Ladies & Gents,
It really happened — I’m in India.
I lucked out in the airport customs line and met a very courteous Catalonian by the name of Ignasi, who not only split a cab with me from the airport, but befriended me over dinner and became my new travelling companion for the next few days as we both settled in to this new country. Is it strange that this made me feel, in a way, as though I were cheating on Sam? I told Ignasi that I only had room in my life for one true fake husband, and that he would have to settle for the eternal position of second fiddle, which he graciously accepted.
Anyway! Delhi was, as you can no doubt imagine, a hot mess of a city and an absolutely mad way of introducing oneself to a country. People, you’ve read Mistry so I know you already know the drill: cows wandering through the streets, garbage galore, impromptu fire pits, stalls piled to the sky with indigo grapes and papayas shaved into stars, sizzling chapatis, steaming chai, gorgeous fabrics, womens’ hands laced with henna, and the endless, endless, from dawn to dusk endless cries of Where are you from? and You come looking my shop please.
Thence to Agra on a train appropriately named the Taj Express. We met two lovely Australian girls, Sophie and Yvette, and spent the whole day sightseeing with them. Being an architect’s daughter, I think I was a little more interested in the buildings than they were (Just one more photo!) but everyone forgave me at the Taj because, c’mon, we are talking about the TAJ MAHAL here, IN REAL LIFE. Amazing.
But the realities of travelling here are that things here can be a little . . . trying. Dear film adaptation of Eat, Pray, Love playing on the plane: I can’t help but notice that you did not really mention this. Also, Julia Roberts looks so clean and well-showered! I’ve worn the exact same clothes without washing them for ten days now. And counting. So what do you do if you sense an early burnout in the works? Head to a national park, of course.
I dragged Igansi to this nowhere town called Baharatpur (to catch the bus here, by the way, one flags down a local bus from the middle of the highway and shouts one’s destination at the driver as the bus slows-down-but-not-quite-stops and one hops on, giant backpack thumping all the innocent bystanders in the immediate vicinity), wherein resides the Keoladeo Ghana bird reserve. Just the two of us on rented bicycles, an extremely lovely guide named Babulal, and a silent wetland of winged wonders.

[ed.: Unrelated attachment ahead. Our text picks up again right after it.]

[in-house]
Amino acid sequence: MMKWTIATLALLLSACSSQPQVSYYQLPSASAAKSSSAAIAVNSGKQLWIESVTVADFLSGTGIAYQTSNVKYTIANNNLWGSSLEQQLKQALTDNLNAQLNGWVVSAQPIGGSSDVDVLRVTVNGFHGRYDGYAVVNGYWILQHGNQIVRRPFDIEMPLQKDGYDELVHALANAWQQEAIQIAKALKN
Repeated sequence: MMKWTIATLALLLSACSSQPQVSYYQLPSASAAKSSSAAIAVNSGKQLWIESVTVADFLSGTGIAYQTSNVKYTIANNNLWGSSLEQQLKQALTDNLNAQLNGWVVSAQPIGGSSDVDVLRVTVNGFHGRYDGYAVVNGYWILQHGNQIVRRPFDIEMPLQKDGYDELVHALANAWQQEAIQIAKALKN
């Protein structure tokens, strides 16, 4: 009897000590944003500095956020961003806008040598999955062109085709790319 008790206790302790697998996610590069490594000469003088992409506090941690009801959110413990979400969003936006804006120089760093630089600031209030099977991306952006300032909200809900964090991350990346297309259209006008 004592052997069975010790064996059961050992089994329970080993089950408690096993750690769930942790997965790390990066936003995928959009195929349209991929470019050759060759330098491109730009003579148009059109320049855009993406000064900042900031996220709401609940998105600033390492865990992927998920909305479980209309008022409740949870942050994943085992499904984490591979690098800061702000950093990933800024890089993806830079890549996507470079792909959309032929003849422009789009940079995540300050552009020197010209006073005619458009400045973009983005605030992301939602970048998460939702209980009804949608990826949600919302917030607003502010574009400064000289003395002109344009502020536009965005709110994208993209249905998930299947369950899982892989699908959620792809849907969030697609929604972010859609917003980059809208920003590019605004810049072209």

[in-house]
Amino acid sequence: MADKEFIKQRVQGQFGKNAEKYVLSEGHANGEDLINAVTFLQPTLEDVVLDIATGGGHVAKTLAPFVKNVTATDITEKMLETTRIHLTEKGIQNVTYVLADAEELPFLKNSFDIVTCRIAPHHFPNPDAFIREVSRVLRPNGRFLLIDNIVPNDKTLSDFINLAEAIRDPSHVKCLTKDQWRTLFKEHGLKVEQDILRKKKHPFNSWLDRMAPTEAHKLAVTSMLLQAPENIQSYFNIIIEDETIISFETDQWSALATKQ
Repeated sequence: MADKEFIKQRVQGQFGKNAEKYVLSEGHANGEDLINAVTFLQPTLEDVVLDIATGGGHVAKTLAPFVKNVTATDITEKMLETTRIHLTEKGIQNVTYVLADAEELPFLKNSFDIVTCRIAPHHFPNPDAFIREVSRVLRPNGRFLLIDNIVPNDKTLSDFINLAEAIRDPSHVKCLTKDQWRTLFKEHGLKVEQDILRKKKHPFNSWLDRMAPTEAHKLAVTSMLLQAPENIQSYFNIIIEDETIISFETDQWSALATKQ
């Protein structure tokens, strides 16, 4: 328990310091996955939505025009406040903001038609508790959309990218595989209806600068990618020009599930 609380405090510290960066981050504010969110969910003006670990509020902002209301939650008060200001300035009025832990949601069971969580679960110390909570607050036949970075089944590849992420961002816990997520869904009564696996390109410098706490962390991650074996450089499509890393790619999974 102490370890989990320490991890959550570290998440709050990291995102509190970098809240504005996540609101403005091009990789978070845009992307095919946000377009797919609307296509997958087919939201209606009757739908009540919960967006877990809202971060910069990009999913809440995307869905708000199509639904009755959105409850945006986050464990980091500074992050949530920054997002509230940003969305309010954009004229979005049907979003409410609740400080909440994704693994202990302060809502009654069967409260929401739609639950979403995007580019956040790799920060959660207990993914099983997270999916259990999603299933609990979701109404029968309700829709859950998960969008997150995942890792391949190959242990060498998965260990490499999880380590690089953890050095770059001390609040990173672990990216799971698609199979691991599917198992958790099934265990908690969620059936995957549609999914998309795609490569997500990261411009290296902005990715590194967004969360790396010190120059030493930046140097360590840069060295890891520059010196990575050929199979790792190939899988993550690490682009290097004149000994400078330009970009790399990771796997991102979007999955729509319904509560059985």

Needless to say, a five-year-old point-and-shoot camera is pretty much the least desirable device to take on a birdwatching expedition, so no great photos to speak of; however, ornithologists, you can read ’em and weep: painted storks, grey herons, pintailed ducks, white-breasted kingfishers, purple moorhens, bar-headed geese, common teal ducks, black-headed ibises, three snoozing spotted owlets (adorable), a brown-headed barbet, a horde of rose-ringed parakeets, yellow-footed green pigeons, one lovely tigerbird, grey hornbills, little cormorants, paddy birds, the Indian darter, several Indian moorhens, one dazzling purple sunbird, greyheaded flycatchers, a collared scops owl, red binded bulbuls, treefuls of peacocks, a black-winged kite, red bottled lapwings, combducks, waterhens, camera-shy oriental magpie robins, and several spoonbills.
(For anyone who bothered to read all that who was not Sky, Al, Chris, Anne, or Dan, I apologize.)
And on to Jaipur, capital of Rajasthan! City of infinite forts and a wonderfully deteriorating old quarter (called the Pink City), where I learned once and for all that organized tours are exhausting affairs and needed several cups of chai to recover. But it is rather glorious here, no?
And that’s all for now, folks. I’m alive and back to eating street food (gourmandise details in a later post, promise). The very lovely Ignasi and I have sadly parted ways (Varanasi beckoned), but I’m armed with a wedding band, years of lying experience, and some local clothes that are gorgeous and look absolutely ridiculous on me. I promise to keep better in touch if you promise to do the same — missing you all very much.
From Jaipur with love,